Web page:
Nobel laureate V. S. Naipaul can totally tell if a woman wrote something, because women only write sentimental drivel:
“I read a piece of writing and within a paragraph or two I know whether it is by a woman or not. I think [it is] unequal to me.” Asked to elaborate, he said this was due to their “sentimentality, the narrow view of the world”.
He added: “And inevitably for a woman, she is not a complete master of a house, so that comes over in her writing too.
“My publisher, who was so good as a taster and editor, when she became a writer, lo and behold it was all this feminine tosh. I don’t mean this in any unkind way.”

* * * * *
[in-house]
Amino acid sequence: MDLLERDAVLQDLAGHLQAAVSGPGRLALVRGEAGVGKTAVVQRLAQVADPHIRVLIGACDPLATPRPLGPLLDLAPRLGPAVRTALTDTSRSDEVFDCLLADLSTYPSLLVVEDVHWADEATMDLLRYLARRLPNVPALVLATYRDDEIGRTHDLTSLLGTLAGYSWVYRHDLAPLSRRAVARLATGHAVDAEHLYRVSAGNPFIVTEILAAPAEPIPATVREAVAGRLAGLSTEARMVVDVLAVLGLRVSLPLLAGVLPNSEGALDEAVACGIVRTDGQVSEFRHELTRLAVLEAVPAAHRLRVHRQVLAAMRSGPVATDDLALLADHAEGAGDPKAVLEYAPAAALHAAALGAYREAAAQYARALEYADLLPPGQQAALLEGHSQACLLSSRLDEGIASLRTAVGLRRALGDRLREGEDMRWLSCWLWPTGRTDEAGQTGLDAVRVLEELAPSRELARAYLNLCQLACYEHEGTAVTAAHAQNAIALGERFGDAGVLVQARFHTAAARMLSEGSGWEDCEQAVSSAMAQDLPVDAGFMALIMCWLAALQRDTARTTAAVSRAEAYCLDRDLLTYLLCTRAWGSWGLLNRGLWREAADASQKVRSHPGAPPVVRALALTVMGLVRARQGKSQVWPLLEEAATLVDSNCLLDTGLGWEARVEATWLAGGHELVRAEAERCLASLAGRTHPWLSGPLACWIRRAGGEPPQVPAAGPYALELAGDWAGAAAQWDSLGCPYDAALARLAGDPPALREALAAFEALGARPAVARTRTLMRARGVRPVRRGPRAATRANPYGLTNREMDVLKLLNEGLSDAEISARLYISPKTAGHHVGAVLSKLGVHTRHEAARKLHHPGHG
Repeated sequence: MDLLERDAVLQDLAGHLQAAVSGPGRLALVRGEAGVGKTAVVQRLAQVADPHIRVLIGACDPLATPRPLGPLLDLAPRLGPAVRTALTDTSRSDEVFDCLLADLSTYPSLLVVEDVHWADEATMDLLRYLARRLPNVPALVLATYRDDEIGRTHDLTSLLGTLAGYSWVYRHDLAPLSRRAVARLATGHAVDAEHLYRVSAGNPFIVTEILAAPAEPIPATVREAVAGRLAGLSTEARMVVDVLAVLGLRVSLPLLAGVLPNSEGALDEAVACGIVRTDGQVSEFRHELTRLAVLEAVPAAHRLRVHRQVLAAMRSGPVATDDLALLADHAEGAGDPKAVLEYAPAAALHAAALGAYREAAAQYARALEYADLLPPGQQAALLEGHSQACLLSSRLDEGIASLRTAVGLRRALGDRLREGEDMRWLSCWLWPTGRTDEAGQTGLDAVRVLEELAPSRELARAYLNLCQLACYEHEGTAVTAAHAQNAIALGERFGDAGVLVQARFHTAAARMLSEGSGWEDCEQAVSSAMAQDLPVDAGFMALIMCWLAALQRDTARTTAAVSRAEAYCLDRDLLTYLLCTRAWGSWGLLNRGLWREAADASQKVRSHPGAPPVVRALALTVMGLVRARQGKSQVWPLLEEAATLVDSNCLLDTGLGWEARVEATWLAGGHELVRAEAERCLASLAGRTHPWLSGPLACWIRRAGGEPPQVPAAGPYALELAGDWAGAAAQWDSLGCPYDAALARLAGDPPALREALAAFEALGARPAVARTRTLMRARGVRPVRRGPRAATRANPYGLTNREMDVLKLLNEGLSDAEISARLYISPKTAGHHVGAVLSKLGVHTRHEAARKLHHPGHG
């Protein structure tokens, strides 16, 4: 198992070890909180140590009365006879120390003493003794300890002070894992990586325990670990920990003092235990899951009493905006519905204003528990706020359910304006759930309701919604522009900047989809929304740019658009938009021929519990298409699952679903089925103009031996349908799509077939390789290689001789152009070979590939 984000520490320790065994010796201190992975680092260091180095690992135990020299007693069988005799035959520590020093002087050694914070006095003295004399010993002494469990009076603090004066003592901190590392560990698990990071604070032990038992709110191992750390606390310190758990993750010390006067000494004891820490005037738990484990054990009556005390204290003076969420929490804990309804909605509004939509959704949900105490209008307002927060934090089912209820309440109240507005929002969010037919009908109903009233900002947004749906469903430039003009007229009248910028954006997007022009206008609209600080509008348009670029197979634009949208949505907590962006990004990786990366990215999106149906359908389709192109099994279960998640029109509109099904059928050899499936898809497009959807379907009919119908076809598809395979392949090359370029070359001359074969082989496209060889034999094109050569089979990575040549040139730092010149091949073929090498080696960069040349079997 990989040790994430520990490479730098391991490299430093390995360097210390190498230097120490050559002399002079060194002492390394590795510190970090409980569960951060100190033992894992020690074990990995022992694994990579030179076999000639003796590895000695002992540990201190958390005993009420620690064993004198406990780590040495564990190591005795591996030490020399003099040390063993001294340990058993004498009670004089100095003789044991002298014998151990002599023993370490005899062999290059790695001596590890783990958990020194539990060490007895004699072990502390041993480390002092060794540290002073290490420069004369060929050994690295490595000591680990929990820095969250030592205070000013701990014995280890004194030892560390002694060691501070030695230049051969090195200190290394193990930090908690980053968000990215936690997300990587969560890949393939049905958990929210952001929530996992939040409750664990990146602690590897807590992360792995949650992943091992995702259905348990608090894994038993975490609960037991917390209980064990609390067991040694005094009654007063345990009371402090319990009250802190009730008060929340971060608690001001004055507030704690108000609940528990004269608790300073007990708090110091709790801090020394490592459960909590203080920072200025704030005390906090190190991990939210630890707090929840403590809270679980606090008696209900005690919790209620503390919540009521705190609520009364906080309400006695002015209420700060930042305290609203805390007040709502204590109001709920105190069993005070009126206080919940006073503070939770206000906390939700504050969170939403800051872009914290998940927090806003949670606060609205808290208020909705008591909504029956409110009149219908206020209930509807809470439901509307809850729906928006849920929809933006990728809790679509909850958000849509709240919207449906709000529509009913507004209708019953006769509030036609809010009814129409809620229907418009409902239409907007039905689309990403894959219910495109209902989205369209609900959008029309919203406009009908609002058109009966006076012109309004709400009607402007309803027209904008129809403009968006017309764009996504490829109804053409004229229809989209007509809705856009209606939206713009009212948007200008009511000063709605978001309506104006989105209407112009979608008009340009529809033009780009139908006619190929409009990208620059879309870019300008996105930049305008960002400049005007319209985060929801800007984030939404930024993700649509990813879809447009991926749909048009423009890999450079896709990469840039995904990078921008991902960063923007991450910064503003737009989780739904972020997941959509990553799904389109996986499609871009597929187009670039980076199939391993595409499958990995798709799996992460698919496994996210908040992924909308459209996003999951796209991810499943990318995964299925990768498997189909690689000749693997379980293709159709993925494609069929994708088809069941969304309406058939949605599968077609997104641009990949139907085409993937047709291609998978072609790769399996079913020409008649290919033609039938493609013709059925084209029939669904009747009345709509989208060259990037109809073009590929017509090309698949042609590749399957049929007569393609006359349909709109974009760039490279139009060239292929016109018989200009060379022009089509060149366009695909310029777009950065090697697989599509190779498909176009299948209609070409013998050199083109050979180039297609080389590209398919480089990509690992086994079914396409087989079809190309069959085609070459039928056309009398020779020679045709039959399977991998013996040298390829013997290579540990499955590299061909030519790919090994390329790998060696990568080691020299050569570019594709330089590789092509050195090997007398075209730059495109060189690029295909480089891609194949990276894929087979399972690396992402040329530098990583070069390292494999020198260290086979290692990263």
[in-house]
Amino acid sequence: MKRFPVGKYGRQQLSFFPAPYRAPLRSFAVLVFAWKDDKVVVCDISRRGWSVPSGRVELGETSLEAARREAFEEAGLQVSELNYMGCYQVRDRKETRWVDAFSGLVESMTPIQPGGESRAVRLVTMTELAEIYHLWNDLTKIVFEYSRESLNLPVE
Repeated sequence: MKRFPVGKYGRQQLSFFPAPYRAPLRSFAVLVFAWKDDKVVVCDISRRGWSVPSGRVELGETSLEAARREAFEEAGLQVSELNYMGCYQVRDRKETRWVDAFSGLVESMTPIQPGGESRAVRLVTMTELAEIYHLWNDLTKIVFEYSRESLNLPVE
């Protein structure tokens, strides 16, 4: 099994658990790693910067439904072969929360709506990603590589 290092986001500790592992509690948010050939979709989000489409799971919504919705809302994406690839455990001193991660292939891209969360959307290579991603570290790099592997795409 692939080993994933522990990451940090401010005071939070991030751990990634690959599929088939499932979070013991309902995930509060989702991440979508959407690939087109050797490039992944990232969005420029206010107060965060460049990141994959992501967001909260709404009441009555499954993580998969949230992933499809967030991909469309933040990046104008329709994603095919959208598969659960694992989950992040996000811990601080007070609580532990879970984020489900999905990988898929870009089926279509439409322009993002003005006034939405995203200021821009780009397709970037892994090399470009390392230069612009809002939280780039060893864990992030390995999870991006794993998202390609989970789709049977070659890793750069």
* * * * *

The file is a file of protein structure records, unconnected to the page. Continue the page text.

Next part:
It isn’t just irritating because he’s dismissing women categorically as bad writers; it’s irritating because he’s dismissing what women have to say about the world and about our lives.
This is also a little irritating (second-to-last-paragraph). Listing off women whose writing is considered “masculine” and saying that their writing isn’t “feminine tosh” is a backhanded compliment. Instead of valuing the works of these women for their literary merit, this statement implies that their work should be valued because they’ve overcome the perceived weaknesses of most female authors.
I wish I could say that I’m surprised that some people still think this way, but unfortunately, I can’t.